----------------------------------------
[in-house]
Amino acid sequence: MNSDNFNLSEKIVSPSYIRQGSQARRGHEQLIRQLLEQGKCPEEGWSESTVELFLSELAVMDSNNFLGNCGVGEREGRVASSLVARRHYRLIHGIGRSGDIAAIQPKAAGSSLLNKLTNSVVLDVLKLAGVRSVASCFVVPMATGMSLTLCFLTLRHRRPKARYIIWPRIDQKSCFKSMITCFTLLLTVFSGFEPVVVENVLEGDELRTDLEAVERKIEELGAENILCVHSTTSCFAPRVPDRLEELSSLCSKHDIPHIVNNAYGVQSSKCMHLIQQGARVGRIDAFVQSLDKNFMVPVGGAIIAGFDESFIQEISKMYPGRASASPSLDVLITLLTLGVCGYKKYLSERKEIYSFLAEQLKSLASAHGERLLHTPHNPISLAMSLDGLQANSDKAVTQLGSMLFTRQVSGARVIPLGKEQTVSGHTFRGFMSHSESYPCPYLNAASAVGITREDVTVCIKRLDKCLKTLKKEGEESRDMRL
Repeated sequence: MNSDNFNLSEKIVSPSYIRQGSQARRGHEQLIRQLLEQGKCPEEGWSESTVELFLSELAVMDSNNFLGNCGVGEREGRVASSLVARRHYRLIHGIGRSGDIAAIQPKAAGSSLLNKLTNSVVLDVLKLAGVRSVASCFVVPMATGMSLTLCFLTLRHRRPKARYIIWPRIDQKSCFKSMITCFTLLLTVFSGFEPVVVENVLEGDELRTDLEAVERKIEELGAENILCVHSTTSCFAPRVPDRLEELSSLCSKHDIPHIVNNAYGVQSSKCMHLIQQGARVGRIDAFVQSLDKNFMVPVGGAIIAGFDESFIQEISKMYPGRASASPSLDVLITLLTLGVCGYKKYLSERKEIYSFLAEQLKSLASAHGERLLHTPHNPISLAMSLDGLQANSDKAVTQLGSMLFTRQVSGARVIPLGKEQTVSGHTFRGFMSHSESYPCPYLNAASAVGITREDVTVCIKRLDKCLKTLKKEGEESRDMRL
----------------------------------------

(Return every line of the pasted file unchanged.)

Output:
[in-house]
Amino acid sequence: MNSDNFNLSEKIVSPSYIRQGSQARRGHEQLIRQLLEQGKCPEEGWSESTVELFLSELAVMDSNNFLGNCGVGEREGRVASSLVARRHYRLIHGIGRSGDIAAIQPKAAGSSLLNKLTNSVVLDVLKLAGVRSVASCFVVPMATGMSLTLCFLTLRHRRPKARYIIWPRIDQKSCFKSMITCFTLLLTVFSGFEPVVVENVLEGDELRTDLEAVERKIEELGAENILCVHSTTSCFAPRVPDRLEELSSLCSKHDIPHIVNNAYGVQSSKCMHLIQQGARVGRIDAFVQSLDKNFMVPVGGAIIAGFDESFIQEISKMYPGRASASPSLDVLITLLTLGVCGYKKYLSERKEIYSFLAEQLKSLASAHGERLLHTPHNPISLAMSLDGLQANSDKAVTQLGSMLFTRQVSGARVIPLGKEQTVSGHTFRGFMSHSESYPCPYLNAASAVGITREDVTVCIKRLDKCLKTLKKEGEESRDMRL
Repeated sequence: MNSDNFNLSEKIVSPSYIRQGSQARRGHEQLIRQLLEQGKCPEEGWSESTVELFLSELAVMDSNNFLGNCGVGEREGRVASSLVARRHYRLIHGIGRSGDIAAIQPKAAGSSLLNKLTNSVVLDVLKLAGVRSVASCFVVPMATGMSLTLCFLTLRHRRPKARYIIWPRIDQKSCFKSMITCFTLLLTVFSGFEPVVVENVLEGDELRTDLEAVERKIEELGAENILCVHSTTSCFAPRVPDRLEELSSLCSKHDIPHIVNNAYGVQSSKCMHLIQQGARVGRIDAFVQSLDKNFMVPVGGAIIAGFDESFIQEISKMYPGRASASPSLDVLITLLTLGVCGYKKYLSERKEIYSFLAEQLKSLASAHGERLLHTPHNPISLAMSLDGLQANSDKAVTQLGSMLFTRQVSGARVIPLGKEQTVSGHTFRGFMSHSESYPCPYLNAASAVGITREDVTVCIKRLDKCLKTLKKEGEESRDMRL